The United Nations has marked 10 years of the Boko Haram insurgency and humanitarian crisis in the North-East of Nigeria, saying the crisis is far from over.
The UN Humanitarian and Resident Coordinator, Mr Edward Kallon, stated this in Abuja on Wednesday, noting that the insurgents’ attack on Nganzai in Borno State last week where “more than 50 innocent civilians lost their lives” was a reminder that the conflict was still raging.
This is just as the Yobe State Governor, Alhaji Mala Buni, stated at the gathering that more than seven million residents of Borno, Yobe and Adamawa were still in need of humanitarian assistance.
Kallon said, “Ten years ago, clashes at the Maiduguri’s central mosque claimed the lives of about 700 people. This incident was a precursor to what has now become a regionalised armed conflict with non-state armed groups and one of the most severe humanitarian crises in the world.
“We are gathered together in grave concern for the hundreds of thousands of people who are still trapped in areas we cannot reach to provide them urgent lifesaving humanitarian assistance. More than five million people last year had food on their plates, thanks to our combined efforts.
“Nearly two million Nigerians, who are internally displaced, have found refuge in camps managed together by humanitarians and state agencies. This year alone, more than one million children received measles vaccinations.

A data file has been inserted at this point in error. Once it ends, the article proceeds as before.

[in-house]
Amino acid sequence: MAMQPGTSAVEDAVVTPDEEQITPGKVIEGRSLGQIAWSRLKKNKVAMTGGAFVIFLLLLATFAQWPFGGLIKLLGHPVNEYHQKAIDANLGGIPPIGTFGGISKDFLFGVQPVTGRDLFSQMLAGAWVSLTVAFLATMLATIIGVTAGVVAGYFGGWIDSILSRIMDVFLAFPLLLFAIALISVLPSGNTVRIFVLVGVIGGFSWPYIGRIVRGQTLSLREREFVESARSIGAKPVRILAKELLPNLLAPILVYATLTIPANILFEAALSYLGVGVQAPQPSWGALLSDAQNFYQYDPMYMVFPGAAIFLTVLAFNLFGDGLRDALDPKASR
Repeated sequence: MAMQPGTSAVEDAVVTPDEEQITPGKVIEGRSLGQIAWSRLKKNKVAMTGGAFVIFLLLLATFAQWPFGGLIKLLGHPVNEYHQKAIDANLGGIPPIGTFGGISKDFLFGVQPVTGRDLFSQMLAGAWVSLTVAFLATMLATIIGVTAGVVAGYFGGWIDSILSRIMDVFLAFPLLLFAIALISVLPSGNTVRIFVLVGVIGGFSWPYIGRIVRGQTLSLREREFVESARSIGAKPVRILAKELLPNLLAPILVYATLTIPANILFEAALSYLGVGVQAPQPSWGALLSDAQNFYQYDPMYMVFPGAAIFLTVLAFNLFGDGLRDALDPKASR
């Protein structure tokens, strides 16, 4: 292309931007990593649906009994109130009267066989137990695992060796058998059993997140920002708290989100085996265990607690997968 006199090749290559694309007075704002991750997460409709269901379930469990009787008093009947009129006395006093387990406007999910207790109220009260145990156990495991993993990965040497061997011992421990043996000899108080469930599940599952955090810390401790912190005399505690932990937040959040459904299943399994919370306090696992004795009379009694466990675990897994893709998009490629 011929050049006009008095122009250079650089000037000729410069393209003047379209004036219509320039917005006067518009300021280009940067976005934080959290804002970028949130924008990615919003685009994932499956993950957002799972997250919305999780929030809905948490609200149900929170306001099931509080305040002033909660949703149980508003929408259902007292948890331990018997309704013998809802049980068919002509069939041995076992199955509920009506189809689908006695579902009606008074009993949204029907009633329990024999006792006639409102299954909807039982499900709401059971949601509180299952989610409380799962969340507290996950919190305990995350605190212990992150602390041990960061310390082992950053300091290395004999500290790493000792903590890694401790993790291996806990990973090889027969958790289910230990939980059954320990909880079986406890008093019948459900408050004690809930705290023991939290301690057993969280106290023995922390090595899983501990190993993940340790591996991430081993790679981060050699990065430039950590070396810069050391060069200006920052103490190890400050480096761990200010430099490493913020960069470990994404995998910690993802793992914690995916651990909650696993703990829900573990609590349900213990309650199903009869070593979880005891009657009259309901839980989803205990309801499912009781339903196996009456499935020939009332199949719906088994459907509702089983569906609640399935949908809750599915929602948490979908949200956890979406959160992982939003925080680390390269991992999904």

“In February 2019, we built an entirely new camp in Maiduguri for the tens of thousands who fled insecurity in northern Borno State.”
Buni noted that the government would do more than humanitarian assistance and ensure the “recreation, reconstruction and resettlements of people.”
He said, “In the years since it began, the Boko Haram has become the worst humanitarian crisis in our lifetime. Yobe State is only second to Borno in terms of devastation and disruption by the terrorists.”
There are now more than seven million people in the three affected states that are still in need of dire humanitarian assistance.
“Prior to the crisis, the North-East was the lowest in development in relation to the rest of the country particularly in education and infrastructure. Many believe that poverty, joblessness and ignorance are some of the factors that have aided the insurgency.”